Everywhere we looked we saw mountains. They were beautiful, but after a while we wanted to see something different. If you wanted to see all the sites in Alaska, you had to drive about 200 miles to get there. We also saw seagulls, Canadian geese and one time we even saw a moose in the field right next to our hotel. That was the highlight for me.

My husband went to work the next morning and I had my second interview at the NBC television station. Later that day, they told me they had selected someone else. The real reason I didnít get the job was because I was married. My husband was on first shift and I would be on second shift. They didnít like to give that shift to a person who was married since the couple would never get to see each other. I would have made fourteen dollars an hour because of my experience. With the way things cost in Alaska they would have to pay me that much just to break even.

All in all neither of us were really happy there. Every night my husband would say, ďI want to go home.Ē We missed home and our family. My husband is a country boy at heart. And Anchorage is definitely a city. A lot different when you are used to living in a small town of only 1300 people and only one traffic light. The outrageous cost of living would have killed us alone.

Needless to say, we decided Anchorage wasnít for us. After three weeks of thinking and talking it over we made the decision to come home. We had tried it. Now we wouldnít be sitting around thinking what if. We took the red-eye overnight flight back. We transferred in Minneapolis and then again in Detroit. When we were getting ready to leave Detroit, a flight attendant saw my husband had on his airline jacket and she asked us if we would like to be upgraded to first class because he worked for the airline. It would be my first and only time flying first class. Unfortunately, I was almost too tired to enjoy it. The seats were really large and pretty comfortable. Since he worked for the airlines we also got a free box of snacks.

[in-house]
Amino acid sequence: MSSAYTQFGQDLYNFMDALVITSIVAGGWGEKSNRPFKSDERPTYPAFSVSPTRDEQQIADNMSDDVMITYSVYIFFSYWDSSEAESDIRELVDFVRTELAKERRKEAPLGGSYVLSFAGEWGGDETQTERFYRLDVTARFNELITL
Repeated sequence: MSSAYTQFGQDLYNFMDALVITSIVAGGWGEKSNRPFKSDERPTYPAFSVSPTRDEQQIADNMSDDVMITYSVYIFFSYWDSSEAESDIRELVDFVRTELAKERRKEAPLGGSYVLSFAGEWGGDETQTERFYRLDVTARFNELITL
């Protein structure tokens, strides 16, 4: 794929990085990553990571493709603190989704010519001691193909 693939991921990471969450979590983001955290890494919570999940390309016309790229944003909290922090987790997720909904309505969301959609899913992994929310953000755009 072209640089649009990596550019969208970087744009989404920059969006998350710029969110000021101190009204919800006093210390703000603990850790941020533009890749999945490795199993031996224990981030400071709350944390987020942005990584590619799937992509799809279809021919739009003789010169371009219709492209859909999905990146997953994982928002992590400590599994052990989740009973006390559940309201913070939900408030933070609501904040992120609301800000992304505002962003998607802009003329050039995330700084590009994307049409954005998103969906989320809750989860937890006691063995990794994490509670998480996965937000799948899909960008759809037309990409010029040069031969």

When we got back home, the temperature was 82 degrees. The temperature in Alaska had been 45 or 50. But because we were so close to the water, it hadnít been too bad. And sometimes believe it or not, Alaska is actually warmer than it is here. We were so jet lagged; we went to bed at 9:00pm and slept until 9:00am the next morning.

Even now my husband says he would like to go back to Alaska and go on a cruise. If nothing else he would go back for one of those big, juicy hamburgers.